The two downstairs rooms, which are part of the original farmhouse, are very simple in detail. These are referred to on the floor plan as the Dining Room and Letitia Morehead's Bedroom. This room has been interpreted as Letitia's bedroom because she moved into it following the death of her husband when she moved back to Blandwood to raise her children and help in the management of the household.

Letitia's Bedroom has a small wood-burning fireplace with nine over six double hung windows on either side of it which look out toward the Kitchen Dependency on the eastern side of the house. A new mantle has been installed and grained to complete the detailing in this room. An identical window is in the north wall looking out into the recessed area. The window surrounds are very simple, as was typical of a rural farmhouse. A chair rail has parallel wooden planks beneath it with a plaster wall above. Letitia's Bedroom measures 18' x 11'. A door on the south side of the room leads into the small "storage" room that is a reconstruction of the one added in the 1820 porch addition. The original room was removed when the Keely Institute attached the carriage house at this corner. This small "storage" room has a door on its west wall that opens onto the porch and a 9/6 double hung window on the south wall. This small room measures 10' x 10'.

A door on the western wall of Letitia's Bedroom leads into the Dining Room. This room is dominated by a large, 5'5" x 8'7 1/2", wood-burning fireplace on the west wall. Noteworthy for its Federal style, this mantle has Masonic symbols etched on the base on each side. These markings are curious as there was no Masonic Order in this area during the 1790's. It is speculated that a traveling crafts person may have carried out the work, or that Henry Humphreys, who was a Mason, had the mantle installed. The mantle was grained and the plaster surround marbleized. These original faux finishes were duplicated, following paint analysis, in 1985. As in Letitia's Bedroom, the Dining Room has very simple window surrounds and a simple chair rail for detail with wide, painted planks running parallel beneath. The woodwork in the Dining Room is painted a bright green color which was also determined through paint analysis. There are whitewashed, plastered walls above the chair rail. On the south wall is a door to the back porch with two nine over six double hung windows to the west of it.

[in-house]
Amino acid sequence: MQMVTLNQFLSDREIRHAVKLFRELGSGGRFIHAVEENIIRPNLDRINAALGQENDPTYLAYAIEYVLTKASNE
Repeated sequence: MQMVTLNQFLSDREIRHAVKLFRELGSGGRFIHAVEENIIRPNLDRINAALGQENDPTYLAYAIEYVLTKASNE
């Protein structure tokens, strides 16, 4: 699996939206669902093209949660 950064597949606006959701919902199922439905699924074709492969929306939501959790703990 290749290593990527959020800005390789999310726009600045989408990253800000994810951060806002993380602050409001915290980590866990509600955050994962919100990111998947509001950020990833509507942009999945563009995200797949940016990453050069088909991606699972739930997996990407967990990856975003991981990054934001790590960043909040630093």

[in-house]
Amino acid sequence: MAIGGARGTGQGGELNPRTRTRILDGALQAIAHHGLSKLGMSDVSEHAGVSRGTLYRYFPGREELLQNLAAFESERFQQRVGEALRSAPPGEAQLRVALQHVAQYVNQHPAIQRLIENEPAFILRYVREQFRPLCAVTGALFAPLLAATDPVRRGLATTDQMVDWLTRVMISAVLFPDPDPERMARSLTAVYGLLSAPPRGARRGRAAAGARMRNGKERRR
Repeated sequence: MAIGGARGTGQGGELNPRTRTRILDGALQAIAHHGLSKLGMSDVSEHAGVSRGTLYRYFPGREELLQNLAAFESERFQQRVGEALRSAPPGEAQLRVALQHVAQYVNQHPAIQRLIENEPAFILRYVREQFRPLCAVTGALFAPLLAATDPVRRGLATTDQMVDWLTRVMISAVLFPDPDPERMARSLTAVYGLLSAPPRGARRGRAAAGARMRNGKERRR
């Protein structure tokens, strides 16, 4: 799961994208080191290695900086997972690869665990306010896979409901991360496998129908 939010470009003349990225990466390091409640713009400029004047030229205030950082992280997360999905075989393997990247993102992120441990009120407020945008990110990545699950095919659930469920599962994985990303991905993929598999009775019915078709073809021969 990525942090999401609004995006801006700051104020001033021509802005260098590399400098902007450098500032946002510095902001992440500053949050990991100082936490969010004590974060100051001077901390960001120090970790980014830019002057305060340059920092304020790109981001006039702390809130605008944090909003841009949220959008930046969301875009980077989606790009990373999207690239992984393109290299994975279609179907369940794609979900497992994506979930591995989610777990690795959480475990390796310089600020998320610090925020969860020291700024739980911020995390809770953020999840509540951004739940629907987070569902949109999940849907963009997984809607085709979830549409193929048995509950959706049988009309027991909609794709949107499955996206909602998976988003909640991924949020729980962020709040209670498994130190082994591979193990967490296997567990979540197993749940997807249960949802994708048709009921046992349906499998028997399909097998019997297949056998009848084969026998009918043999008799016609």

On the west wall of the Dining Room is a door leading through a 3' passage into the section of the house added in 1820 by Henry Humphreys. The passageway slopes downward toward the west approximately 1' 1/2". The walls of the passageway are planking resembling that below the chair rail in the Dining Room and Letitia's room. At the end of this passage a second doorway leads into the Governor's Bedroom.

The Governor's Bedroom has much more elaborate detail than the previously described section of the house. The sophisticated recessed wainscoting and window surrounds are of the Federal style and are painted the same bright green that was used in the Dining Room, again as indicated through paint analysis. The mantle on the west wall, also of the Federal style, has a combination of graining and marbleizing that has been authentically reproduced. Like the other fireplaces in the older sections of the house, this one is also a wood-burning fireplace. Deep framing surrounds the windows. The room has a total of four windows located as follows: one on the south wall to the east of the door that leads out to the porch; two, one on either side of the fireplace, on the west wall; one on the west side of the door in the north wall. 1n the northeastern corner of the room are four steps which lead up to a door. A narrow, curving stairway extends from the door to the second floor bedroom above. The northern door of the Governor's Bedroom opens into the Rear Hall.